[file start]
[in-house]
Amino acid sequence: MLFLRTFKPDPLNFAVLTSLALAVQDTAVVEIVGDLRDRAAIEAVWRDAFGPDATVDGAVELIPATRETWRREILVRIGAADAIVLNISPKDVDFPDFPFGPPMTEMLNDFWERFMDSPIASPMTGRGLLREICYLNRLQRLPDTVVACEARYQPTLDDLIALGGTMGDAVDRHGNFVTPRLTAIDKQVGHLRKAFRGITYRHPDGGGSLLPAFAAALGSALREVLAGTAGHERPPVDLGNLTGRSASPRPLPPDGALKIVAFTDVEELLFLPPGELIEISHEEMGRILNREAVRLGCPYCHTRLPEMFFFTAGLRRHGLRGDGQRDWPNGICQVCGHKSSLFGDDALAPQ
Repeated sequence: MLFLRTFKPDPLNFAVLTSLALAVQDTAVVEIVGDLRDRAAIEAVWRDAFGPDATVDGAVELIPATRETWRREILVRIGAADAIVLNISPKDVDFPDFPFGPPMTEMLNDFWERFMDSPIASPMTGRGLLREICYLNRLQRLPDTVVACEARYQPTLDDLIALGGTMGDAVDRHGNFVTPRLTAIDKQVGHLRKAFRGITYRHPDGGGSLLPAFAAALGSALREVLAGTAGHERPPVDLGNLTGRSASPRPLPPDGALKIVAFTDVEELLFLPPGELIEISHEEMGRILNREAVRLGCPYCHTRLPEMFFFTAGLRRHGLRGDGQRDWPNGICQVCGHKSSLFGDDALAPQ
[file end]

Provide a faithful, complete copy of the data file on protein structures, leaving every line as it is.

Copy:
[in-house]
Amino acid sequence: MLFLRTFKPDPLNFAVLTSLALAVQDTAVVEIVGDLRDRAAIEAVWRDAFGPDATVDGAVELIPATRETWRREILVRIGAADAIVLNISPKDVDFPDFPFGPPMTEMLNDFWERFMDSPIASPMTGRGLLREICYLNRLQRLPDTVVACEARYQPTLDDLIALGGTMGDAVDRHGNFVTPRLTAIDKQVGHLRKAFRGITYRHPDGGGSLLPAFAAALGSALREVLAGTAGHERPPVDLGNLTGRSASPRPLPPDGALKIVAFTDVEELLFLPPGELIEISHEEMGRILNREAVRLGCPYCHTRLPEMFFFTAGLRRHGLRGDGQRDWPNGICQVCGHKSSLFGDDALAPQ
Repeated sequence: MLFLRTFKPDPLNFAVLTSLALAVQDTAVVEIVGDLRDRAAIEAVWRDAFGPDATVDGAVELIPATRETWRREILVRIGAADAIVLNISPKDVDFPDFPFGPPMTEMLNDFWERFMDSPIASPMTGRGLLREICYLNRLQRLPDTVVACEARYQPTLDDLIALGGTMGDAVDRHGNFVTPRLTAIDKQVGHLRKAFRGITYRHPDGGGSLLPAFAAALGSALREVLAGTAGHERPPVDLGNLTGRSASPRPLPPDGALKIVAFTDVEELLFLPPGELIEISHEEMGRILNREAVRLGCPYCHTRLPEMFFFTAGLRRHGLRGDGQRDWPNGICQVCGHKSSLFGDDALAPQ